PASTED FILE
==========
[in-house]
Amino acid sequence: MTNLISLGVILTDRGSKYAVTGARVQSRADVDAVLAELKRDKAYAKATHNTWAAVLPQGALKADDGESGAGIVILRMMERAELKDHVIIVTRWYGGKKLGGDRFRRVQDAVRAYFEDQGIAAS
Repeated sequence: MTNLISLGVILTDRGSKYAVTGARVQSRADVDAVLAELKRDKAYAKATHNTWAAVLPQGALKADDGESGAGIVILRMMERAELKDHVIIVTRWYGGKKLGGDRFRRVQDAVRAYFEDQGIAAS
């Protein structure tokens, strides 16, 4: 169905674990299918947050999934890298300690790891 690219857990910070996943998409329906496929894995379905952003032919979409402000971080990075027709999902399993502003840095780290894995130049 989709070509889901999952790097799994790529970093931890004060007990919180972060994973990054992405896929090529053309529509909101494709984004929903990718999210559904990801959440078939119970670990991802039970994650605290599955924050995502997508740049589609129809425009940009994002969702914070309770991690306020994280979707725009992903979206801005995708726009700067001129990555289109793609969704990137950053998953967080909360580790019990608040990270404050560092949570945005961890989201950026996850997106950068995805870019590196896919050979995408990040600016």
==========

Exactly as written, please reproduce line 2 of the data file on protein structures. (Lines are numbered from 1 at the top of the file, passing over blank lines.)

Amino acid sequence: MTNLISLGVILTDRGSKYAVTGARVQSRADVDAVLAELKRDKAYAKATHNTWAAVLPQGALKADDGESGAGIVILRMMERAELKDHVIIVTRWYGGKKLGGDRFRRVQDAVRAYFEDQGIAAS